Budget 2020

Why is defence spending not booming?

Nayanima Basu New Delhi | Updated on February 02, 2018 Published on February 01, 2018

The armed forces are n dire need of modern equipment and armaments given the volatile border situation both in the eastern and western fronts   -  PTI

Despite 7.8% rise in allocation, spending as percentage of GDP slumps; this is the lowest since 1962

The defence spending has touched a low at 1.62 per cent of the planned GDP growth in 2018-19 even as the budgetary allocation for the sector was increased by 7.81 per cent at ₹2,95,511.41 crore from ₹2,74,114.12 crore in 2017-18.

“A number of initiatives have been taken to develop and nurture intrinsic defence production capability to make the nation self-reliant for meeting our defence needs. Ensuring adequate budgetary support will be our priority,” said Finance Minister Arun Jaitley while presenting the Budget for 2018-19. A close look at the allocation reveals that this is the lowest ever drop in defence expenditure as a percentage of the GDP since 1962 when India was at war with China.

India’s defence spending as a percentage of GDP has been declining steadily since 2013-14. Both China and Pakistan spend over 2 per cent of their GDP on defence.

Experts point out that allocations by the government remain frugal even at a time when the country is facing threats to its security not just from the borders with Pakistan and China, but also from challenges in the Indian Ocean Region.

Just last year the country was engaged in a bitter military face-off with China over Doklam region near the India-China-Bhutan tri-junction area for almost 73 days. And according to reports, China continues to remain actively present in the region.

“Transformation in defence production requires higher allocation. If the government is keen on promoting ‘Make in India’ in defence production then there has to be a proper infrastructure creation for that and that requires huge money. When you are operating under a low budget then all your mega acquisition plans become severely constrained,” said Vikram Mahajan, Director (Defence and Aeropsace), US-India Strategic Partnership Forum (USISPF).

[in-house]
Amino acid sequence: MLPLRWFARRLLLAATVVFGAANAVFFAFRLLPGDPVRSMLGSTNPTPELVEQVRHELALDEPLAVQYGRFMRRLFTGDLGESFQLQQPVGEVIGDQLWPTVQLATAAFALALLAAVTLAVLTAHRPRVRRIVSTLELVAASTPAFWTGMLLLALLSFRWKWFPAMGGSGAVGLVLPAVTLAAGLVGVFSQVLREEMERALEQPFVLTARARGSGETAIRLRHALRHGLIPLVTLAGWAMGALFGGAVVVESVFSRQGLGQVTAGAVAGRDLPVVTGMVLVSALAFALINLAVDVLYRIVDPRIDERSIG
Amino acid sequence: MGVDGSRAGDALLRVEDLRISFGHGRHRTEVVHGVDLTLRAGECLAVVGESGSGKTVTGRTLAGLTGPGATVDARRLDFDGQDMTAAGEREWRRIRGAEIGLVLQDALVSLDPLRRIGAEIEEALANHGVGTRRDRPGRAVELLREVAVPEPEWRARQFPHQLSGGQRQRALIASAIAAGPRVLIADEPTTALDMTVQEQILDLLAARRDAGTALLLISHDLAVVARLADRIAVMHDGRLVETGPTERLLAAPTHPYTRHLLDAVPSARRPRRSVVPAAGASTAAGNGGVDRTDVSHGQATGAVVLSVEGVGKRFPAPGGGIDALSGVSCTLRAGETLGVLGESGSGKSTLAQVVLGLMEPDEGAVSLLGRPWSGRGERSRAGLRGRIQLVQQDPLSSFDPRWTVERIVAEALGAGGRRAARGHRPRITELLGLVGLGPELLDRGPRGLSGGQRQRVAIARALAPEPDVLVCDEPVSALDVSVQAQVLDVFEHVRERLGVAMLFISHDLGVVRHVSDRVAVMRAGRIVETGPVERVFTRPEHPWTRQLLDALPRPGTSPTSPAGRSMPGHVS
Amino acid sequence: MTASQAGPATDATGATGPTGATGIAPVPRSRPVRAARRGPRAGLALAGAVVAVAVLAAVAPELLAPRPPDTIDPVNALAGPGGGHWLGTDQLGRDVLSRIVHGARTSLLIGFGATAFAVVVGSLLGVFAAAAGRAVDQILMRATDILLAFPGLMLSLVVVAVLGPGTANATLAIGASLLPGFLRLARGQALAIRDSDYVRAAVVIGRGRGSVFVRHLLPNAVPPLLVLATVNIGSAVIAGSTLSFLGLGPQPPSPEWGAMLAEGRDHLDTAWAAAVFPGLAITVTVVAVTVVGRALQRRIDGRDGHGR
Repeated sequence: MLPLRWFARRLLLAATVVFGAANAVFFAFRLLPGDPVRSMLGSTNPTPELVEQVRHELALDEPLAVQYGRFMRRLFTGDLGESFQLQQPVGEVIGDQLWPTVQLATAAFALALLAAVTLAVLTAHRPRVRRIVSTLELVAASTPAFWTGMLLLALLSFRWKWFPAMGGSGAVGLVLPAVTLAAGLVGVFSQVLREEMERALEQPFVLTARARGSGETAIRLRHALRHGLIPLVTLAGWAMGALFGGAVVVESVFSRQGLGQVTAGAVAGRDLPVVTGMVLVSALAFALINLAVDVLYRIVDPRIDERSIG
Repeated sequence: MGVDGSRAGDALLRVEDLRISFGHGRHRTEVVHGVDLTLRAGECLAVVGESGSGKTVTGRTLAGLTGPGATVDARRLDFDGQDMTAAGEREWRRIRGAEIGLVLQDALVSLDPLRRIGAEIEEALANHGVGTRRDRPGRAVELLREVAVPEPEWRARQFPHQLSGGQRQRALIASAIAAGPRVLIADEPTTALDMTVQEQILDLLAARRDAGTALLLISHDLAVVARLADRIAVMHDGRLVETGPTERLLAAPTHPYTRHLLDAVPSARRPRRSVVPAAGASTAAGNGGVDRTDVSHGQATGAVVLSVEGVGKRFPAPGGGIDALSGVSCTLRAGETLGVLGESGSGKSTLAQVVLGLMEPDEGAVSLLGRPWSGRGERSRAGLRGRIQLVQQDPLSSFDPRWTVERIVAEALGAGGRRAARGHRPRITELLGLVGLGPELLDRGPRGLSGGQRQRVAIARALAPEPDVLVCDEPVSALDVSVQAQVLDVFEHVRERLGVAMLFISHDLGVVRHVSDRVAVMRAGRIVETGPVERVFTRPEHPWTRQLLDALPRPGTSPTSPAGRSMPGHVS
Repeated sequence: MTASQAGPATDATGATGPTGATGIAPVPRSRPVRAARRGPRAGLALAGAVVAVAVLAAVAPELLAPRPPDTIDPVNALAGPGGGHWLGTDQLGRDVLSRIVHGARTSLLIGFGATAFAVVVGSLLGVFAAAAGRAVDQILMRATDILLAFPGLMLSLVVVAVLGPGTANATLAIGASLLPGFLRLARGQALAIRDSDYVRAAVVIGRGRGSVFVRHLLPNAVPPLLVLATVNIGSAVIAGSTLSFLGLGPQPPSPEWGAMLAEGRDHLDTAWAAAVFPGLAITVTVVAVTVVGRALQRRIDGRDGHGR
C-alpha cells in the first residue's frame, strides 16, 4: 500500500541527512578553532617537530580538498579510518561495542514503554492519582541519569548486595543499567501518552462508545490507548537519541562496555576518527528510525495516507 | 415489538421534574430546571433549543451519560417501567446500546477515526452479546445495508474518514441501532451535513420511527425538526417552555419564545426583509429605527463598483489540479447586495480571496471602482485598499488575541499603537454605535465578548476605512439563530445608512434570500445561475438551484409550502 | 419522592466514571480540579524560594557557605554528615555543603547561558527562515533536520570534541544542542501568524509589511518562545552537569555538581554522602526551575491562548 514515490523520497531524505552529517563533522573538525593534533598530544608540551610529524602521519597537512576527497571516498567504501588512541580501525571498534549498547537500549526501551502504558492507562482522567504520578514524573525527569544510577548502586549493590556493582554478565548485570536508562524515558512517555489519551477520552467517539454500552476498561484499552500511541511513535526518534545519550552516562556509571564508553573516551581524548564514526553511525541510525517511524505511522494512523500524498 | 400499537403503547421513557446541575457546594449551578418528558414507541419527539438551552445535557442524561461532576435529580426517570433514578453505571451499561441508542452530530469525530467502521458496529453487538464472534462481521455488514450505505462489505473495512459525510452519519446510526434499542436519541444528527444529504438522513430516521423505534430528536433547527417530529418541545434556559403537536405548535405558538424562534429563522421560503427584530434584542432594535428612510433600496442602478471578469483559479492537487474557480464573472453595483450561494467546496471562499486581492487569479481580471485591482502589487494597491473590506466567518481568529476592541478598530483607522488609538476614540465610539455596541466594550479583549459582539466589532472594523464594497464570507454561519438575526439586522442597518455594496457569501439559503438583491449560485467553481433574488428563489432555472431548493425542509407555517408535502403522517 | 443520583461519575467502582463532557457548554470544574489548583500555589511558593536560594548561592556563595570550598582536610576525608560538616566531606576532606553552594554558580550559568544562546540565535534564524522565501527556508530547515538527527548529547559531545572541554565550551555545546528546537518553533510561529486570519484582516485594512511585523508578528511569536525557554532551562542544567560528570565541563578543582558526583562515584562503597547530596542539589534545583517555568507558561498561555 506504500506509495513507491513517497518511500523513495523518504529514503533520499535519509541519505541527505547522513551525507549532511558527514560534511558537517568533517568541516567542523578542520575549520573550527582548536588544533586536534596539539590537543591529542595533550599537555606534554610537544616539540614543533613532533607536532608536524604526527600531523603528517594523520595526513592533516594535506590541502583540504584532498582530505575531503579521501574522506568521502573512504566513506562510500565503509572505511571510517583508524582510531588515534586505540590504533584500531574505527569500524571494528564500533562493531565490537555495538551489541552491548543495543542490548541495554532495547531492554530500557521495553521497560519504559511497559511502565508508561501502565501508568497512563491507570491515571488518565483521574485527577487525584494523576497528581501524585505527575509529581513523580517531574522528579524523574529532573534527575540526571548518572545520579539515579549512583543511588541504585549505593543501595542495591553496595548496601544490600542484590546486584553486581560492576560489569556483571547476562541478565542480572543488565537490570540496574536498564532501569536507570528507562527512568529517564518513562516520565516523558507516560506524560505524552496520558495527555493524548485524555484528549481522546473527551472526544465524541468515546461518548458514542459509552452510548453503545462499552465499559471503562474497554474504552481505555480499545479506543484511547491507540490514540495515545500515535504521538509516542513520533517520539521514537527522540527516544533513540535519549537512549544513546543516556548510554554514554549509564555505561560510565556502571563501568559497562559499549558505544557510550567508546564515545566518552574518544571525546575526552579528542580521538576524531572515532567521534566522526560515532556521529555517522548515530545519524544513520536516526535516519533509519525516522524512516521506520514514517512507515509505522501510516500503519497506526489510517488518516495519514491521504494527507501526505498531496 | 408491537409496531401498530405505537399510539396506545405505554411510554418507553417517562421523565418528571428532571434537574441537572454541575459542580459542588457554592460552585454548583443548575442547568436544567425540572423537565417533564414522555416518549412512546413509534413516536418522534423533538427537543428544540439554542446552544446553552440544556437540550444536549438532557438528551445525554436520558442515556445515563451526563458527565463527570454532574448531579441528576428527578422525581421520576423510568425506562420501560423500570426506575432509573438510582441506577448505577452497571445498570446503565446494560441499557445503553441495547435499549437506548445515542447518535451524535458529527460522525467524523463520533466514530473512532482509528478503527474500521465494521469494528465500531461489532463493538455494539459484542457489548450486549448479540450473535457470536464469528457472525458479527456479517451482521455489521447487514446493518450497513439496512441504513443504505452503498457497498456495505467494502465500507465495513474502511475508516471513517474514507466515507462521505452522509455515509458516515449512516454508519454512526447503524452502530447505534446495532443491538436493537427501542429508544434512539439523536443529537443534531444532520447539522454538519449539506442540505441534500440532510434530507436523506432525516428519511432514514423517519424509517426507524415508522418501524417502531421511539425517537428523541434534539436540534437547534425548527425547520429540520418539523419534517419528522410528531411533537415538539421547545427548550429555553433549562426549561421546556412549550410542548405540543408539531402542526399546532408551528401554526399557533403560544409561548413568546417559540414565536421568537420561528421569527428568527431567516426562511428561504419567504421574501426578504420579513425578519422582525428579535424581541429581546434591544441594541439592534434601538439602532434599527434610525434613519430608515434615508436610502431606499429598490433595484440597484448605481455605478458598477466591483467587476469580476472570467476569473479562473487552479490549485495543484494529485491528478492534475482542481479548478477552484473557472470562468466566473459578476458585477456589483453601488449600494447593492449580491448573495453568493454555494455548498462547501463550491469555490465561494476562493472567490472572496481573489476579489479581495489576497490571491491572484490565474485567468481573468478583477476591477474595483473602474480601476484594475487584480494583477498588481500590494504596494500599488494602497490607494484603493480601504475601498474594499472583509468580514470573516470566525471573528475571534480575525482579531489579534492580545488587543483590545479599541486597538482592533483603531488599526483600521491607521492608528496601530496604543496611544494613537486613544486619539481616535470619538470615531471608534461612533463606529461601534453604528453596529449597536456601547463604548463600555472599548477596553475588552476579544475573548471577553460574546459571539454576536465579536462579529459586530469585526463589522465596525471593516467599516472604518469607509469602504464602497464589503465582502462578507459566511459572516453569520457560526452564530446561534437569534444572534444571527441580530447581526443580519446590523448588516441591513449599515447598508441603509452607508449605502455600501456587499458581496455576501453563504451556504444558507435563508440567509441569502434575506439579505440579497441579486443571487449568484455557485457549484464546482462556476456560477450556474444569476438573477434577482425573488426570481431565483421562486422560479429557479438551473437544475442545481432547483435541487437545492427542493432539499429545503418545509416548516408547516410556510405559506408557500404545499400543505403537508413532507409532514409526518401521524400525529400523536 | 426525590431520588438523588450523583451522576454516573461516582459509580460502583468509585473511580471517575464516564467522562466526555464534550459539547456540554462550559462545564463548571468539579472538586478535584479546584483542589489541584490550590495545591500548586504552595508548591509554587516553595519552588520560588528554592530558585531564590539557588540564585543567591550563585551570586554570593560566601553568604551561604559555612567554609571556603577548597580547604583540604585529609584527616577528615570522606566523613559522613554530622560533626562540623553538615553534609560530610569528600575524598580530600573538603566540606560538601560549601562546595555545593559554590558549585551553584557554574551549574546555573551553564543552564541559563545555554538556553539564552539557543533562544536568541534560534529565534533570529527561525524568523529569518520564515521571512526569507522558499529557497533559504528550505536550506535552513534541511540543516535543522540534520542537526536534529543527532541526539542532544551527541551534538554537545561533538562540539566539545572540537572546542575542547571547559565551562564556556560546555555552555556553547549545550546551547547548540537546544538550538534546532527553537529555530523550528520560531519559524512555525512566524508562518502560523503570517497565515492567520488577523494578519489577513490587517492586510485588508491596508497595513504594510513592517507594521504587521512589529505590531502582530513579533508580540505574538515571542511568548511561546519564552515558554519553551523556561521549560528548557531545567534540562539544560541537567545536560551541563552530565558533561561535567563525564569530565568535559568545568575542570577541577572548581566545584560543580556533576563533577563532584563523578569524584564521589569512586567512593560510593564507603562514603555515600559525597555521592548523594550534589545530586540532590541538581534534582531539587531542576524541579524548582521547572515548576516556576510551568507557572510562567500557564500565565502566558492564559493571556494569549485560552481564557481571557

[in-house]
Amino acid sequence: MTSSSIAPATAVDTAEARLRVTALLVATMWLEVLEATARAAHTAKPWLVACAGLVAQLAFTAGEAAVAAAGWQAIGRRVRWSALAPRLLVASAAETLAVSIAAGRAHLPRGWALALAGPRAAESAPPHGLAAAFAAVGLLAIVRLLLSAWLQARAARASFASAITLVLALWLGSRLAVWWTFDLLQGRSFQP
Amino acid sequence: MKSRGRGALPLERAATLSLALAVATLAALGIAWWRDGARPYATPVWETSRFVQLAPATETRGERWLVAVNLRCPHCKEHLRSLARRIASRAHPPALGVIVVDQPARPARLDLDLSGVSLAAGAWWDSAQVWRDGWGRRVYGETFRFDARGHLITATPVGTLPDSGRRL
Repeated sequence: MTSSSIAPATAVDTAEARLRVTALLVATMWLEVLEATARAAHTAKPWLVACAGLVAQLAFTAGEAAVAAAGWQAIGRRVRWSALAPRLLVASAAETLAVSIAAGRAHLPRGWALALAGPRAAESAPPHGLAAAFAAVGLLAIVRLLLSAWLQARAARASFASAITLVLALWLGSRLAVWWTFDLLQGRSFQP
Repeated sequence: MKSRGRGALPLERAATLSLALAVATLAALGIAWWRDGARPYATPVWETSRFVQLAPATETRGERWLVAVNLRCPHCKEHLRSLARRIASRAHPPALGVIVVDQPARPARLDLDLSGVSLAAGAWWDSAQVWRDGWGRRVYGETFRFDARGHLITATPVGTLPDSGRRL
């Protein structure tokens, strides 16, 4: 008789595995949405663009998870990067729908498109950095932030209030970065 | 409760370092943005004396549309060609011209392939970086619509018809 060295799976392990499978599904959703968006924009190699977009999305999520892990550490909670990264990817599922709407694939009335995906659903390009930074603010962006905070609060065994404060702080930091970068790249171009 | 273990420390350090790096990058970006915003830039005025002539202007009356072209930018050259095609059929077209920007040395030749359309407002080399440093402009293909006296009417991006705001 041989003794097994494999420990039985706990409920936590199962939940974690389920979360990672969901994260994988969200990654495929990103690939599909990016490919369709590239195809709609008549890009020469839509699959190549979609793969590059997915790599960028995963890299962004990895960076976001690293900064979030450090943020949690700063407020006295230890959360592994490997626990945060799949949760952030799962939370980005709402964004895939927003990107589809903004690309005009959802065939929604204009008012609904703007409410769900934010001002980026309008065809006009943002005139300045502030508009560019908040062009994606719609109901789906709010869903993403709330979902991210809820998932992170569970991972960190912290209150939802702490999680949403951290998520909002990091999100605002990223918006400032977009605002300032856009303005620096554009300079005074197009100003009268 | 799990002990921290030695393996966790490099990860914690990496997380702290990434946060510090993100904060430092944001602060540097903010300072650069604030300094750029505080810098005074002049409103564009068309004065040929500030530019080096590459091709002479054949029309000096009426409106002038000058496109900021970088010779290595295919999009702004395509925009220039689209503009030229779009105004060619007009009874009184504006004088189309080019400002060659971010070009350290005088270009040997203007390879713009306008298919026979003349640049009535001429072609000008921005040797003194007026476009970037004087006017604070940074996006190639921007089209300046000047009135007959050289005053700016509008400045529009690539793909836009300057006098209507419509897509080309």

Out of the total allocation of ₹2,95,511.41 crore, only ₹99,563.86 crore has been set aside for modernisation of the forces and new defence purchases, while the remaining ₹1,95,947.55 crore has been allocated for revenue expenditure. In other words, bulk of the allocation is for the daily running expenses of the armed forces. “Focus continues to remain on addressing existing revenue expenditure requirements rather than allocation of capital for acquisition of new equipment. The modernisation process seems to have taken a backseat this year,” said Kabir Bogra, Partner, Khaitan & Co.

Military strategists feel that the Indian Army is in a “sorry state” as it continues to use old armaments. It is in dire need of modern guns and ammunitions, combat vehicles and battle tanks. It has also been waiting for a future infantry combat vehicle for over 10 years now.

The Air Force is seeing a depleting squadron and is in urgent need of the latest fighter jets. The Navy is keen on new warships and nuclear submarines. According to Defence Ministry sources, defence projects worth around billions of dollars are simply not moving due to paucity of funds.

Private push

Meanwhile, the Finance Minister made a strong push on private sector participation to develop defence production and manufacturing in the country.

He said the government will soon be coming out with a “friendly” Defence Production Policy 2018 that will seek to promote domestic production by public sector, private sector and MSMEs. He also announced the creation of two defence industrial production corridors in the country.

“We have opened up private investment in defence production including liberalising foreign direct investment. We will take measures to develop two defence industrial production corridors in the country. The government will also bring out an industry-friendly Defence Production Policy 2018 to promote domestic production by public sector, private sector and MSMEs,” he said. However, the industry is still waiting for the government’s blue print on the way forward to promote these corridors and attract private sector investments.

Puneet Kaura, Managing Director & CEO, Samtel Avionics Ltd, said, “What remains to be seen is how much sops or tax benefits these industrial corridors bring to the private industry, and contribute to ease of doing business.” Earlier this month, Defence Minister Nirmala Sitharaman had asked the Tamil Nadu State Government to work on a defence corridor connecting Kattupalli port, Chennai, Trichy, Coimbatore, Hosur and Bengaluru.

Ganesh Raj, defence and aerospace expert with EY India, feels that the new defence production policy has the potential to turn around India’s defence manufacturing industry just as in the case of the auto sector. He said it will also give opportunity to the MSMEs to take part in defence production.

Published on February 01, 2018

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